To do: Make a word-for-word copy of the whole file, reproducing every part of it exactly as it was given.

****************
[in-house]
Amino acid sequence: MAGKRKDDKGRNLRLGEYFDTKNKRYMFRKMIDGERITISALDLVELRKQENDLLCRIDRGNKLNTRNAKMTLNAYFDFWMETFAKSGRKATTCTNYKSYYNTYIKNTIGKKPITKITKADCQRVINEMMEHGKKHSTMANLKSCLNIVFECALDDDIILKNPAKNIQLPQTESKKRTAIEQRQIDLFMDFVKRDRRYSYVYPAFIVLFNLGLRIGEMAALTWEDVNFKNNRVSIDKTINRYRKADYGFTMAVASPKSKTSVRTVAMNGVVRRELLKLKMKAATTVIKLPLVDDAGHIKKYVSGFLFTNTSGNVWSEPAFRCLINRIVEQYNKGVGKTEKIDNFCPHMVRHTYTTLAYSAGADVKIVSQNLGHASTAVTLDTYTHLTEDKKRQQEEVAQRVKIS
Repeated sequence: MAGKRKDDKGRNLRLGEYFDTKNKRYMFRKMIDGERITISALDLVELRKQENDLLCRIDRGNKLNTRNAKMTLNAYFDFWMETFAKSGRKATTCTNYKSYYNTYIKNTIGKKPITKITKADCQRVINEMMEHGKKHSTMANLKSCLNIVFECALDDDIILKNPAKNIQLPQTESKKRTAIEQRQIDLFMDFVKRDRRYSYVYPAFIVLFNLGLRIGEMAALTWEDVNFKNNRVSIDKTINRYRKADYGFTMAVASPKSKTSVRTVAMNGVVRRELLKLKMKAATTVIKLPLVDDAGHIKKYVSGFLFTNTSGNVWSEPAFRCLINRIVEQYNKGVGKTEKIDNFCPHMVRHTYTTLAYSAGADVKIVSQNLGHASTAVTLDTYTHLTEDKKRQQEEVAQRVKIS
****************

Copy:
[in-house]
Amino acid sequence: MAGKRKDDKGRNLRLGEYFDTKNKRYMFRKMIDGERITISALDLVELRKQENDLLCRIDRGNKLNTRNAKMTLNAYFDFWMETFAKSGRKATTCTNYKSYYNTYIKNTIGKKPITKITKADCQRVINEMMEHGKKHSTMANLKSCLNIVFECALDDDIILKNPAKNIQLPQTESKKRTAIEQRQIDLFMDFVKRDRRYSYVYPAFIVLFNLGLRIGEMAALTWEDVNFKNNRVSIDKTINRYRKADYGFTMAVASPKSKTSVRTVAMNGVVRRELLKLKMKAATTVIKLPLVDDAGHIKKYVSGFLFTNTSGNVWSEPAFRCLINRIVEQYNKGVGKTEKIDNFCPHMVRHTYTTLAYSAGADVKIVSQNLGHASTAVTLDTYTHLTEDKKRQQEEVAQRVKIS
Repeated sequence: MAGKRKDDKGRNLRLGEYFDTKNKRYMFRKMIDGERITISALDLVELRKQENDLLCRIDRGNKLNTRNAKMTLNAYFDFWMETFAKSGRKATTCTNYKSYYNTYIKNTIGKKPITKITKADCQRVINEMMEHGKKHSTMANLKSCLNIVFECALDDDIILKNPAKNIQLPQTESKKRTAIEQRQIDLFMDFVKRDRRYSYVYPAFIVLFNLGLRIGEMAALTWEDVNFKNNRVSIDKTINRYRKADYGFTMAVASPKSKTSVRTVAMNGVVRRELLKLKMKAATTVIKLPLVDDAGHIKKYVSGFLFTNTSGNVWSEPAFRCLINRIVEQYNKGVGKTEKIDNFCPHMVRHTYTTLAYSAGADVKIVSQNLGHASTAVTLDTYTHLTEDKKRQQEEVAQRVKIS